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- CA BWGPL GJ-SB 74/75-PH27036
Part of George Jackson fonds
"Harold Stephens, rural mail carrier on the Lefroy route for 22 years, died January 13 in his 71st year. He had been in failing health for some time and for that reason gave up the mail route two years ago. Mr. Stephens had seen many changes in Innisfil since starting to drive the mail about 1952. Most of the 18-mile route was gravel then. Initially, he called at 75 boxes and when he retired he was serving 150 boxholders. In an interview with Scope at that time, he recalled gasoline was only 25 cents a gallon when he first took over the mail route. The deceased saw the end of the era of mail coming to Lefroy by train and the start of truck service. He used to meet the train at 11 o'clock each morning in the early years and part of his contract included delivery of the mail bag for Churchill to the post office there. On retirement he noted the vast decrease in parcels from Eaton's and Simpson's over the years. Harold Stephen's moved to Lot 20, Concession 4 in 1931 and upon retirement from farming a few years ago, built a new house on the farm lane. He grew up at Churchill on the 5th Line, west of Highway 11 where his parents, Llewyn and Lizzie Stephens farmed. He is ervived by his wife, Phyliss and daughter Mary Ann and several step children. A brother, Jim and sister, Doreen also survive. He was predeceased by brothers, Fred and Glen and sister, Eleanor."
- CA BWGPL LHC-Her-LOCA-PH25572
Part of Local History Collection
BRADFORD - They came by the hundreds yesterday (Tuesday) to pay their respects to a dedicated fire fighter - Harold "Butch" Boyd, Bradford's fire chief, who died Saturday in York County Hospital in Newmarket.
He was 64.
Firefighters from across southern Ontario came to pay a final tribute to the quiet, modest man who was buried in full uniform yesterday at Newmarket Cemetery.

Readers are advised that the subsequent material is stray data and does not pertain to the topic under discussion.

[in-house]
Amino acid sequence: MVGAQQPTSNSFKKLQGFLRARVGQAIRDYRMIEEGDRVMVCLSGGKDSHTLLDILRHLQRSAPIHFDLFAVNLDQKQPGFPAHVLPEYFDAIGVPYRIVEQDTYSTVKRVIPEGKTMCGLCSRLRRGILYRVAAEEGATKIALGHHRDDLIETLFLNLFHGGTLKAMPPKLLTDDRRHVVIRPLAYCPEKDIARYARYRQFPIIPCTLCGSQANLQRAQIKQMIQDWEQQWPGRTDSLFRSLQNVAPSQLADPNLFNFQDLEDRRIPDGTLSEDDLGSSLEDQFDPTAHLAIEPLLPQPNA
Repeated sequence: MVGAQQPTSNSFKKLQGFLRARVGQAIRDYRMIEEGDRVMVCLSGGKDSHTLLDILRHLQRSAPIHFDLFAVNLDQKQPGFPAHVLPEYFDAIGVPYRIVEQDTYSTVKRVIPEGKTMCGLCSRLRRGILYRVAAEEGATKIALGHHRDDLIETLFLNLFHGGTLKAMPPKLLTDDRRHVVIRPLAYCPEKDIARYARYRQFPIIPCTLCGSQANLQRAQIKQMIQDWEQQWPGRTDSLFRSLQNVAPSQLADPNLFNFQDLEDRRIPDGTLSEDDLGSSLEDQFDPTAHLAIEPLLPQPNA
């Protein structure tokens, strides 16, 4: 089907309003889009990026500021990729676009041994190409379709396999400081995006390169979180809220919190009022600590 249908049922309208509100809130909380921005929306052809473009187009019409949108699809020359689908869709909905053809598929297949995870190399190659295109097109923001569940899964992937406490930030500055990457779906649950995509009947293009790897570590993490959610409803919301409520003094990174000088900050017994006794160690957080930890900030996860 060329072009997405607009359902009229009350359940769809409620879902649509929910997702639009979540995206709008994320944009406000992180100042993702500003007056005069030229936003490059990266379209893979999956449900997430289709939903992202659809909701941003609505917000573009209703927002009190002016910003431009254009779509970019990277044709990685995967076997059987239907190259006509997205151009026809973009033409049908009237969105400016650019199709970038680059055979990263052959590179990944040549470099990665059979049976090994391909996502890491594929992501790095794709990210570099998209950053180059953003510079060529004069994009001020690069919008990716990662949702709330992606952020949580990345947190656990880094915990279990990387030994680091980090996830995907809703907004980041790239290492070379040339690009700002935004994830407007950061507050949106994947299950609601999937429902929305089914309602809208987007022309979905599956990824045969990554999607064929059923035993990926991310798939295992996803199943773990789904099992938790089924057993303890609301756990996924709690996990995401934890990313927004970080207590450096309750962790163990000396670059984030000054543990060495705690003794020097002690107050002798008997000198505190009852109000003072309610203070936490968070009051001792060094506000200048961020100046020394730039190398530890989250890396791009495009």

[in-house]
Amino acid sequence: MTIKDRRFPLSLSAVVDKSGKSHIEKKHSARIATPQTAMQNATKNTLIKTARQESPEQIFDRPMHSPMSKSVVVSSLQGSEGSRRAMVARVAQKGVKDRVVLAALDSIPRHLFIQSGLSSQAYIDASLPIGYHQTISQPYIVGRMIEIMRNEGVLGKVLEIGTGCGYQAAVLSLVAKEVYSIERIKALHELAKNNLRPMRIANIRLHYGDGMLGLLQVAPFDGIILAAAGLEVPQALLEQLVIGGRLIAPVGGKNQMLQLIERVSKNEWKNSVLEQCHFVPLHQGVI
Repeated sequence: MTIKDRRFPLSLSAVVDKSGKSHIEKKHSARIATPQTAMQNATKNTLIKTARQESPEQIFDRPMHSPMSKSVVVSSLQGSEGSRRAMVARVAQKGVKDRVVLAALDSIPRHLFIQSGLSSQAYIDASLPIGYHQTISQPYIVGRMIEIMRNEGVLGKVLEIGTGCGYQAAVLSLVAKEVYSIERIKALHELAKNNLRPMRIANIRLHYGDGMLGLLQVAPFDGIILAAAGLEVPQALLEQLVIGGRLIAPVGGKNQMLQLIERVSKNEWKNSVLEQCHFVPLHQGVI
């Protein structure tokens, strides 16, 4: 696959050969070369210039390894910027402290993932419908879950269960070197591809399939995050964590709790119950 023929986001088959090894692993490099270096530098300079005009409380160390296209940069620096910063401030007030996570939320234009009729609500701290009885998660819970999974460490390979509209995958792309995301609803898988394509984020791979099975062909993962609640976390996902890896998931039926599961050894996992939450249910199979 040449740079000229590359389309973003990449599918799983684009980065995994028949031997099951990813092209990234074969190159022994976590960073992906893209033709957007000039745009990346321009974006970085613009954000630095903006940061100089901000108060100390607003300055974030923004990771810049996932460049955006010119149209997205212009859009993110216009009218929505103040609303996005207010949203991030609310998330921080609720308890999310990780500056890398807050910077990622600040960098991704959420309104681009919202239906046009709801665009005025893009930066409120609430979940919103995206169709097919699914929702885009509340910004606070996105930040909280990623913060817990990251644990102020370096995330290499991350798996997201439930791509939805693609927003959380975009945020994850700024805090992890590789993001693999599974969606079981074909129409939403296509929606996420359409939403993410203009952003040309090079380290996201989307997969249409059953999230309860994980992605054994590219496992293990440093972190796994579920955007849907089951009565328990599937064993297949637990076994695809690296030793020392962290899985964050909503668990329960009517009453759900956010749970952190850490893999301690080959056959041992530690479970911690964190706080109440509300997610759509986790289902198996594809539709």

His comrades formed an honor guard after a simple ceremony at the Lathangue and Skwarchuk Funeral Home.
Up until the morning before he died, Butch was preparing for a fire safety campaign involving his pet project: having smoke detectors installed in every home in Bradford.
WORK TO DO
His widow Eileen recalls him telling fellow Bradford firefighter Jim Church Friday, "I've got to go down to the fire hall. There's a lot of work to do."
"Being fire chief was his whole life," said Sherran Breedon, his daughter. "The only time he ever went anywhere - Quebec and Regina - was to a convention as Bradford's fire chief.:
Former Fire Chief Ted Gapp remembers Butch as a "real good, dedicated fireman."
He was born in Newmarket, moving to Bradford in 1937 where he opened a butcher shop. He married Eileen in 1942 and moved into the house, coincidentally, directly across from the future fire hall where he would spend so much of his time.
Eileen smiled when she remembered his unorthodox style of buying a home.
"He never even looked inside the place. He just figured that since he was getting married he needed a house."
She fell through the floor as soon as she stepped in for her first look.
36 YEARS SERVICE
Butch joined the fire department in 1943. He was also a charter member of the Bradford Lions Club, although he stopped his activities with the club some time later.
In addition to his profession as butcher, Butch was also a restauranteur, pool hall operator, and manager of the first vacuum plant in Ontario - "A jack-of-all-trades," according to his daughter.
Butch became fire chief after the retirement of Ted Gapp in 1975.
He was an avid curler and belonged to the curling club up until three years ago.
But his first love was the fire department.
Despite recent hospitalization, he continued to organize his safety campaign, arrange the weekly practice drills, conduct school tours, and when the need arose, supervise firefighting.
He was rushed to York County Friday evening after he developed breathing difficulties. He died the following morning.
Harold Boyd leaves his wife Eileen, daughter Sherran (Mrs. George Breedon) of Bradford, three grandchildren, Laurie, Paul and Trish, and a brother Glenn of Scarborough.
Pallbearers were Orville Hand, Bill Breen, Ron Bannerman, Lawrence McKnight, Jim Church and George Allan. Flowerbearers were Ted Gapp, Ken Carter, Roy Storey, Bev Everitt, Gordon Church and Ted Bulpit.
- CA BWGPL LHC-Her-Rowe-PH25522
Part of Local History Collection
Description : Earl Rowe Dies at 89
By Marianne Kazmer
Bradford Witness News Editor